The area of Switzerland and Liechtenstein has 11,834 motor dealers, of which 6,648 represent one or more brands. Most of these dealers have grown from one-man companies: some have now become extremely large dealerships. However, the majority of these garages have only 18 employees or fewer. Garages make on average 75% of their turnover on new cars, but with service and repairs 75% of their profit. For basic garage businesses, with service and repairs plus used car sales, a future without new car sales does not look encouraging. Turnover in these areas remained at the same level as in the previous year. However, in the last four years workshop capacity use has been falling: in 1990 it was 83%, by 1994 it had fallen to only 74%. The main factors for this trend are longer intervals for service and exhaust checks, the increasing renouncement of the owner for service checks and a smaller susceptibility to repairs. It should be noted too that the repair and maintenance of many types of car now requires special software: this means that only authorised dealers can carry out this work. Industry experts estimate that there are some 500 to 1000 garages too many, and that these will fall victim to the structural changes in the coming years. Importers are beginning to reorganise and tighten their dealer networks: only financially sound dealerships in strong locations are likely to survive. In the Swiss market too, the forecasts for new vehicle sales for 1995 are upbeat. The number of registered vehicles is expected to rise to between 270,000 and 280,000. But this short-term growth cannot hide the fact that the Swiss market is nearing saturation. Increasingly it appears that new cars are bought only to replace existing ones. People’s need for individual mobility will continue, and the functioning of the economy will continue to depend on the use of both passenger and utility vehicles. However, the future of the automobile will increasingly be affected by changes in the environment: pressure will continue to grow for manufacturers to reduce petrol consumption and harmful emissions.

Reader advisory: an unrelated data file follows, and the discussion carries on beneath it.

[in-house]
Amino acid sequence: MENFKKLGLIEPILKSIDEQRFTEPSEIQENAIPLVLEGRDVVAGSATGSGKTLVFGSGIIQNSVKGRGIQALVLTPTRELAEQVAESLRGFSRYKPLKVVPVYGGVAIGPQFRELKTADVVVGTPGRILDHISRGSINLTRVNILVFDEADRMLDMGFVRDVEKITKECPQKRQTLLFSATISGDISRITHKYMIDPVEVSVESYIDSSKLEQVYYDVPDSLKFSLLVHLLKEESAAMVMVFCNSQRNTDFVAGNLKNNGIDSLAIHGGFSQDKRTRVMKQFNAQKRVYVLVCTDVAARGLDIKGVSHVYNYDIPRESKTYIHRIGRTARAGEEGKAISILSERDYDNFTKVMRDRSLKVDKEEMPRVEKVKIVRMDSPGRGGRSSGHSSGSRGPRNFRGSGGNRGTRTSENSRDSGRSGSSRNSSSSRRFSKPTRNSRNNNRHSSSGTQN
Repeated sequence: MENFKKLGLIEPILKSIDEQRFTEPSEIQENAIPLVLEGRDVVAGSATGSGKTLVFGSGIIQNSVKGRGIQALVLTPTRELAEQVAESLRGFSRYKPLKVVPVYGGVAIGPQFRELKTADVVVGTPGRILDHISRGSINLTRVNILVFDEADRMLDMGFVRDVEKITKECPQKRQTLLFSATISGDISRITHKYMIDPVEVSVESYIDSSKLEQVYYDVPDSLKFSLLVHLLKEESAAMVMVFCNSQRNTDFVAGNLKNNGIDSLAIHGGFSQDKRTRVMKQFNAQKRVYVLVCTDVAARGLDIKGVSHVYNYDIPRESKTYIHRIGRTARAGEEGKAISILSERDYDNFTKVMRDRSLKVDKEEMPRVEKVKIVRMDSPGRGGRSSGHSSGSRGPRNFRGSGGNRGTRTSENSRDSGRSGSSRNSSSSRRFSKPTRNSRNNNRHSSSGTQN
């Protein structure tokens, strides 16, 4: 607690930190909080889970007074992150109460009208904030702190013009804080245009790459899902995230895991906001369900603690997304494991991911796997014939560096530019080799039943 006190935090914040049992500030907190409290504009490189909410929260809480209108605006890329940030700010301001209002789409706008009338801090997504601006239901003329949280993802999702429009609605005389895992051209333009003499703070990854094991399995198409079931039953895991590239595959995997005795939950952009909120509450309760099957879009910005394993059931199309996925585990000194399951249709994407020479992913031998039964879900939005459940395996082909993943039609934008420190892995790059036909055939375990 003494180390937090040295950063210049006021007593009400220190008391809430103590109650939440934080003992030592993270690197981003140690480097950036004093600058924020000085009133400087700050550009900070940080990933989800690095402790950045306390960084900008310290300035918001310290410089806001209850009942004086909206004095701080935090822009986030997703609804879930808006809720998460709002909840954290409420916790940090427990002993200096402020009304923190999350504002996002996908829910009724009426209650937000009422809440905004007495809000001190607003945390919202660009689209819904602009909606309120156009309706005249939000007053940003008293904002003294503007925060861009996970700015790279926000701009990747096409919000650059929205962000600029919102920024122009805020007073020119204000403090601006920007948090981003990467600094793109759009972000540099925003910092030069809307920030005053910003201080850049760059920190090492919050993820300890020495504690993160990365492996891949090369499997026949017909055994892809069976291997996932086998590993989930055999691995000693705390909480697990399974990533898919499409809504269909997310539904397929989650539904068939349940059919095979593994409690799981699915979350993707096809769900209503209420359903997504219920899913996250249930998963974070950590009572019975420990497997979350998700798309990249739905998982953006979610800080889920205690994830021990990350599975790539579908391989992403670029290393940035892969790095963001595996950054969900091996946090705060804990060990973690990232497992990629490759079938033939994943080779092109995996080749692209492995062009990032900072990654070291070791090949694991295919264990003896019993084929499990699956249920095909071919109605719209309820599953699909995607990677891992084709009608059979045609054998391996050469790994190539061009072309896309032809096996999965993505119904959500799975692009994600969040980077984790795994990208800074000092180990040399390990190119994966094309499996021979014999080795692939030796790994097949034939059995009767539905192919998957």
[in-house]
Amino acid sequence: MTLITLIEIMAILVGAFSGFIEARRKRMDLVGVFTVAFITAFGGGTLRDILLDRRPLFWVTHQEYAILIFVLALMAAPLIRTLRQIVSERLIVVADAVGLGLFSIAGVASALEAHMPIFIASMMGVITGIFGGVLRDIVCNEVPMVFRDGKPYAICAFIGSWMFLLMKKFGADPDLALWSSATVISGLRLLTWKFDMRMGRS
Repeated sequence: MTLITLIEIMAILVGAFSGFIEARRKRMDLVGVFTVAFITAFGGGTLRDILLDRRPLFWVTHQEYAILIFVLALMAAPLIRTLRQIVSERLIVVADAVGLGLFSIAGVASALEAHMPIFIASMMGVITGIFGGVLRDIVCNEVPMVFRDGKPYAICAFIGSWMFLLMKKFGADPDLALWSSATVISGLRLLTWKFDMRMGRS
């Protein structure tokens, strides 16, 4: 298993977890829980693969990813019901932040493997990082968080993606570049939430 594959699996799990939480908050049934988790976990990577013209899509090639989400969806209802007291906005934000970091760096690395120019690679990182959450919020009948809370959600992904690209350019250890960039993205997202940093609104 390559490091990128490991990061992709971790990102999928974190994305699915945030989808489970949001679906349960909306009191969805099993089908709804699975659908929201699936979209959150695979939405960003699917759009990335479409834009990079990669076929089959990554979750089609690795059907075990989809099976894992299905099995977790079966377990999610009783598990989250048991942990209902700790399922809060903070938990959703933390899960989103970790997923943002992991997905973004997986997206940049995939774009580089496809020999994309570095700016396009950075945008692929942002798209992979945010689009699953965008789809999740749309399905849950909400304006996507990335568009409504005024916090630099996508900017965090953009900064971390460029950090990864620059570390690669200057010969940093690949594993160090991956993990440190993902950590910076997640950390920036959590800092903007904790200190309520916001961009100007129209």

The distribution structure of the Swiss automobile market Overview of the distribution system
As private vehicles have not been mass-produced in Switzerland since 1975, earlier import restrictions intended to protect the home industry no longer apply, and the